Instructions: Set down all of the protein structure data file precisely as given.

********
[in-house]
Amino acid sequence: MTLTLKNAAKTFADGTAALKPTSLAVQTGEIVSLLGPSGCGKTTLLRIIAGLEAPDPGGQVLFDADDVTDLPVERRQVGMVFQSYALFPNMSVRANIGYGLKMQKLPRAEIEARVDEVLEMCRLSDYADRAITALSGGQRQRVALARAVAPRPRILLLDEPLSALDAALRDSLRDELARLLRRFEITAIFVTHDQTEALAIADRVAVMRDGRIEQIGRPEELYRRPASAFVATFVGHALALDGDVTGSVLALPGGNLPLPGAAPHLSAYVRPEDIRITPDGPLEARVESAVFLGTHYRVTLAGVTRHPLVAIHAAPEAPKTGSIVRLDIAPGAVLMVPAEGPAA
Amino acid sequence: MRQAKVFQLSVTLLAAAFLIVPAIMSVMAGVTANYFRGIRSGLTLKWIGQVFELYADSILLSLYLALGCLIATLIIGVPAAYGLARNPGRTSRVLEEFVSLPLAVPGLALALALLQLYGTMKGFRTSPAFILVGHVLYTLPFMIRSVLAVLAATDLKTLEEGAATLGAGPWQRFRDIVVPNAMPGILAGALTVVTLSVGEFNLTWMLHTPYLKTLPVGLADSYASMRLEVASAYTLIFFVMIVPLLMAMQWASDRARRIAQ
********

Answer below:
[in-house]
Amino acid sequence: MTLTLKNAAKTFADGTAALKPTSLAVQTGEIVSLLGPSGCGKTTLLRIIAGLEAPDPGGQVLFDADDVTDLPVERRQVGMVFQSYALFPNMSVRANIGYGLKMQKLPRAEIEARVDEVLEMCRLSDYADRAITALSGGQRQRVALARAVAPRPRILLLDEPLSALDAALRDSLRDELARLLRRFEITAIFVTHDQTEALAIADRVAVMRDGRIEQIGRPEELYRRPASAFVATFVGHALALDGDVTGSVLALPGGNLPLPGAAPHLSAYVRPEDIRITPDGPLEARVESAVFLGTHYRVTLAGVTRHPLVAIHAAPEAPKTGSIVRLDIAPGAVLMVPAEGPAA
Amino acid sequence: MRQAKVFQLSVTLLAAAFLIVPAIMSVMAGVTANYFRGIRSGLTLKWIGQVFELYADSILLSLYLALGCLIATLIIGVPAAYGLARNPGRTSRVLEEFVSLPLAVPGLALALALLQLYGTMKGFRTSPAFILVGHVLYTLPFMIRSVLAVLAATDLKTLEEGAATLGAGPWQRFRDIVVPNAMPGILAGALTVVTLSVGEFNLTWMLHTPYLKTLPVGLADSYASMRLEVASAYTLIFFVMIVPLLMAMQWASDRARRIAQ